How Cajun Cuisine Serves Up a True Taste of Authentic New Orleans Culture
Ever get the urge to visit an exotic, foreign country brimming with diversity and culture? While traveling abroad is truly a rewarding and satisfying experience, you can quench your thirst for wanderlust by visiting a culturally rich location right here in America. Where? Why, New Orleans, of course.
Although the city of New Orleans may be best known for Mardi Gras, the Big Easy has many ways for you to experience life the way locals do, Cajun style. But in order to truly appreciate and understand all the unique things to do in New Orleans, one must take a look back at its rich past.
The Big Easy is all about honoring traditions, and many of the fun and exciting things to do around New Orleans embrace the city’s diverse African, Caribbean, Cajun, European, and Native American influences. If there’s anywhere in the United States that best highlights America’s reputation as being a melting pot, it’s New Orleans. Simply taking a step back (New Orleans is known for its relaxed vibe, hence its famous moniker, “The Big Easy”) to enjoy all the sites to see in New Orleans will allow you to see just how diverse this city is.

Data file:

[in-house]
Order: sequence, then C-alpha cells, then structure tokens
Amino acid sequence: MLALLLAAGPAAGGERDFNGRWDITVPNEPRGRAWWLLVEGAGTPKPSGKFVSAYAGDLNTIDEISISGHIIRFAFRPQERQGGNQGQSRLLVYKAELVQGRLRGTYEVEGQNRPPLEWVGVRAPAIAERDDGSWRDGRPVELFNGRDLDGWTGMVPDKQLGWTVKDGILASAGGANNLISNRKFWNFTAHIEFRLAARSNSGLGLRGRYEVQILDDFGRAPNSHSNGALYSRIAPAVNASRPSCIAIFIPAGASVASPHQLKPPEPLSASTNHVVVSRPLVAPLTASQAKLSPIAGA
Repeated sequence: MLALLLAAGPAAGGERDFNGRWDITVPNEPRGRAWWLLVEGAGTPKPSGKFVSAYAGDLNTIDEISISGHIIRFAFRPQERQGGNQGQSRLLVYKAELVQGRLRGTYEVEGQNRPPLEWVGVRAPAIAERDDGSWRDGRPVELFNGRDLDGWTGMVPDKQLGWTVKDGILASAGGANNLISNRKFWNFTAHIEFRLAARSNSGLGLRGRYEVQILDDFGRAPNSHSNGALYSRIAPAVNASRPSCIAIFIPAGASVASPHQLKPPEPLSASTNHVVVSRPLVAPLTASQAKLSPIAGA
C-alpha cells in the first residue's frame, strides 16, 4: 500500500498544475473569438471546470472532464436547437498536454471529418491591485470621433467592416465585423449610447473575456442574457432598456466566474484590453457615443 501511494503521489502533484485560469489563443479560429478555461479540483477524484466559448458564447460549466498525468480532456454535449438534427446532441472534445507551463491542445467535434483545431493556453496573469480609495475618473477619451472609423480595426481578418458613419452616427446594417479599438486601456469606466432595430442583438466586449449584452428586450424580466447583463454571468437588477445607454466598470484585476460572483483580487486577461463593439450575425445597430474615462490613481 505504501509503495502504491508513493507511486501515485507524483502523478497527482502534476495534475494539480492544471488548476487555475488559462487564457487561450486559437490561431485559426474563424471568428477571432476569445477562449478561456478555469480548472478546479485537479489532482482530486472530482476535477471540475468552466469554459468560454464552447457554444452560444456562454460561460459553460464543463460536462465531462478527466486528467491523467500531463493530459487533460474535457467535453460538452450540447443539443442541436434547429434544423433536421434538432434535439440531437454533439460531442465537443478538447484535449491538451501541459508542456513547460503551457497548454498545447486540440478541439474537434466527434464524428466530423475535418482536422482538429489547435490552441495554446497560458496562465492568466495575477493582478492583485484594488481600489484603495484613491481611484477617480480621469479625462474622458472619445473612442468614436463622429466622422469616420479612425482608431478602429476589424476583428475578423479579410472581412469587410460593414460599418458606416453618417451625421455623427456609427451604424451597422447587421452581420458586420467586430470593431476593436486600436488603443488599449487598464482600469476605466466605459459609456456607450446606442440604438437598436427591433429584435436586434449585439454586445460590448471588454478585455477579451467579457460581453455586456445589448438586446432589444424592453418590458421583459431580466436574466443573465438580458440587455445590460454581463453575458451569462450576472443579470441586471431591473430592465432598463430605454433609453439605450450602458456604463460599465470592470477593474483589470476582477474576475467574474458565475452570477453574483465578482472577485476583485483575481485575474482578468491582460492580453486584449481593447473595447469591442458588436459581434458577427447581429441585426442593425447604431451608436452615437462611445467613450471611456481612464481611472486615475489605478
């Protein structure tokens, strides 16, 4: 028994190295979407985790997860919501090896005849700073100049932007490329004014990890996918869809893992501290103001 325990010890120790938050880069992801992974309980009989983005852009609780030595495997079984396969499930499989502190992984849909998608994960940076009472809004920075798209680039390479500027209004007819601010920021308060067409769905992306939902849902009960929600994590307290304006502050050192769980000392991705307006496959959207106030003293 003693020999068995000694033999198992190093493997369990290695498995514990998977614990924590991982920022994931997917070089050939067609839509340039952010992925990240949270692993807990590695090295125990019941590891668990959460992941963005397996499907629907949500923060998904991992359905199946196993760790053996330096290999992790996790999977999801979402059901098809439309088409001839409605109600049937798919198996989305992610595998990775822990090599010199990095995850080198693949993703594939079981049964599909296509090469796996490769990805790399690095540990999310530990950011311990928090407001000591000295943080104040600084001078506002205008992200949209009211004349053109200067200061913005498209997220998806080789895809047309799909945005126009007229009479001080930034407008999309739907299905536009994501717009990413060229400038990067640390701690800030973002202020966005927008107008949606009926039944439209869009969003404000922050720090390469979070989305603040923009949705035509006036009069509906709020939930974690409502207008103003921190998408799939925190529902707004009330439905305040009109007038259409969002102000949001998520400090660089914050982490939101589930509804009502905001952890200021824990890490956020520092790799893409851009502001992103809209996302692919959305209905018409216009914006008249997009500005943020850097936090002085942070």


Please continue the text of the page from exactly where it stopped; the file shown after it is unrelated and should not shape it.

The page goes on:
New Orleans was founded by French colonists in 1718, but was later ceded to the Spanish Empire in the Treaty of Paris in 1763. The Spanish influence is perhaps most easily seen in the city’s old world style architecture and cuisine. When Napoléon Bonaparte sold Louisiana to the United States in 1803, the population of New Orleans exploded, and saw an influx of immigrants who came seeking a better life. Shortly after the Haitian Revolution of 1804, many whites and freed African slaves flocked to the city as well.
So many of the sites to see in New Orleans involve these cultural influences, which have continued to be honored and passed down from generation to generation. Aside from viewing its architecture, an excellent way to experience authentic New Orleans culture is to take a New Orleans culinary tour. These tours allow visitors to get a true feel — and taste — of what New Orleans is all about.